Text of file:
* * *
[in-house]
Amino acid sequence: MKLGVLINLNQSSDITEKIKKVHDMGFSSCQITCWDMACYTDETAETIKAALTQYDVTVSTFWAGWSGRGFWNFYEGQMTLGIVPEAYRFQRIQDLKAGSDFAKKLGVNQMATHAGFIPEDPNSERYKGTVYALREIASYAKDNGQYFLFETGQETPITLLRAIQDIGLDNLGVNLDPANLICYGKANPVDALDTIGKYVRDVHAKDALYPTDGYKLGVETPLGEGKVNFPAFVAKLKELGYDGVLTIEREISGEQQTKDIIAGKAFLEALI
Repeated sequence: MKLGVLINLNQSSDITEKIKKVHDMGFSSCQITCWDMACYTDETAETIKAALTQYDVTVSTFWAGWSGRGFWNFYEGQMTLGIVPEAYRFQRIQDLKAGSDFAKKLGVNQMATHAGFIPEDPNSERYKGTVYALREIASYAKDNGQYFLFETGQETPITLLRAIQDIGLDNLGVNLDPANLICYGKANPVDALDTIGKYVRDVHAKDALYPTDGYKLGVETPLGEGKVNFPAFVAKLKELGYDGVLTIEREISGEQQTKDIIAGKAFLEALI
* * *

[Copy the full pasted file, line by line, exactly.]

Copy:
[in-house]
Amino acid sequence: MKLGVLINLNQSSDITEKIKKVHDMGFSSCQITCWDMACYTDETAETIKAALTQYDVTVSTFWAGWSGRGFWNFYEGQMTLGIVPEAYRFQRIQDLKAGSDFAKKLGVNQMATHAGFIPEDPNSERYKGTVYALREIASYAKDNGQYFLFETGQETPITLLRAIQDIGLDNLGVNLDPANLICYGKANPVDALDTIGKYVRDVHAKDALYPTDGYKLGVETPLGEGKVNFPAFVAKLKELGYDGVLTIEREISGEQQTKDIIAGKAFLEALI
Repeated sequence: MKLGVLINLNQSSDITEKIKKVHDMGFSSCQITCWDMACYTDETAETIKAALTQYDVTVSTFWAGWSGRGFWNFYEGQMTLGIVPEAYRFQRIQDLKAGSDFAKKLGVNQMATHAGFIPEDPNSERYKGTVYALREIASYAKDNGQYFLFETGQETPITLLRAIQDIGLDNLGVNLDPANLICYGKANPVDALDTIGKYVRDVHAKDALYPTDGYKLGVETPLGEGKVNFPAFVAKLKELGYDGVLTIEREISGEQQTKDIIAGKAFLEALI